I finally got down to my attempt on Soon Kuih, a Teochew (dialect) food made using turnips as the main filling.
(Kuih is a Malay word for bite-sized snack or dessert foods commonly found in Singapore, Malaysia and Indonesia – Wikipedia.com).
DS and I like Soon Kuih. We miss the ones we used to enjoy in Batu Pahat, Malaysia where we came from. Unlike the Singapore version, the ones in Batu Pahat use only turnips (but nothing else) as filling, and the turnips are cut in small cube size (instead of being julienned). They are served in watery chilli sauce and red sweet sauce whereas over here, Soon Kuih are commonly served in black sweet sauce which is a little thick.
In Alexandra area, there is one kuih stall (named Poh Cheu) selling pretty good Soon Kuih, probably the best we have tasted in Singapore all these years. The skin of the Soon Kuih is soft and not too thick, and the filling compact and tasty. There are probably better ones on this sunny island but we haven’t come across yet. We enjoy eating the Soon Kuih from Poh Cheu as dinner on some Friday evenings when I don’t cook dinner.
So, I had been entertaining the thought of making my very own Soon Kuih. I imagine it would be nice and very satisfying if I could just produce them with my own hands whenever I feel like eating them!
The making of Soon Kuih involves two parts of ingredients – the wrapping skin made using flour and the fillings.
For the fillings, which was the easy part, I added garlic, carrot, black fungus, mushrooms and dried prawns to the turnip, and stir-fried them till soft with salt and pepper added as flavouring. Traditionally, as the name of the food implies, bamboo shoots (pronounced as Soon in Teochew) was one of the main ingredients. But I wonder if people actually use bamboo shoots these days. Fresh bamboo shoots are more expensive than turnips, and it requires quite a bit of steps to treat them in order to get ride of the bitter taste or weird smell, as I have read about it from a cookbook.
The real challenge for me was the making of the wrapping-skin which I was actually not sure of what type of flour and the ratio to use. Thanks to the convenience of internet, and after some online searching, I decided to use the Soon Kuih dough recipe from this food blog called Guai Shu Shu, hosted by a gentleman by the name of Kenneth Goh. I was amazed by not just the large amount but also the varied categories of recipes in his blog!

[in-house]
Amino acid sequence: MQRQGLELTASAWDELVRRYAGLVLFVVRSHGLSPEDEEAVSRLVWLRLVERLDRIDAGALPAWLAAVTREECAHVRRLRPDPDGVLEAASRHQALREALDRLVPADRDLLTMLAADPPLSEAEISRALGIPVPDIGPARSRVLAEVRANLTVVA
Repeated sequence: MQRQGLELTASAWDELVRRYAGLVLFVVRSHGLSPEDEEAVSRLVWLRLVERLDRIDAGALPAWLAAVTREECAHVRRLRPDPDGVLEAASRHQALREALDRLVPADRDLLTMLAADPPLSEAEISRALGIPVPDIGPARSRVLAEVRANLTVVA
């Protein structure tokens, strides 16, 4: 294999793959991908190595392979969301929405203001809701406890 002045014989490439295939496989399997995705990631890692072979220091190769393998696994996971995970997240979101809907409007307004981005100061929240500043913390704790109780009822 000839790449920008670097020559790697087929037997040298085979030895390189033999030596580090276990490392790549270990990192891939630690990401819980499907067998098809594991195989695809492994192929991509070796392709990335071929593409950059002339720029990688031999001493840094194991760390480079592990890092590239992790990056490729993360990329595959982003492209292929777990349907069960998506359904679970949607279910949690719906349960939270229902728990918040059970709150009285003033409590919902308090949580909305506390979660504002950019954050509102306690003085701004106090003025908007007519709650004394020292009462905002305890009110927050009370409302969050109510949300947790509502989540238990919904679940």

Dough using 40% of rice flour and 60% of wheat flour as per Guai Shu Shu‘s recipe
Oh mine, the rolling and wrapping were no easy tasks at all. The skin tended to break easily, hence I had do it very carefully and slowly. Too thick the skin will not be nice to eat. So, it requires a bit of skill but it is a skill that can be improved with practice, as the saying goes, practice makes perfect! Excluding cooking of the fillings, I ended up spending close to 3 hours to prepare the dough, and produce 12 considerably decent-looking Soon Kuih for dinner and also breakfast the next day.
First batch fresh from steam oven. They looked a bit dull before being coated with a thin layer of cooking oil
Garnished with sesame seeds and spring onions
I am glad that I have tried this and thanks to Guai Shu Shu’s recipe! I was satisfied with the skin, but I did not get the taste of the filling quite right. That can be improved.
However, given the time spent, I concluded that it may be too much the trouble and time spent to make a few just for the two of us. It will be better to just get DS to buy them back whenever I have a craving for it 🙂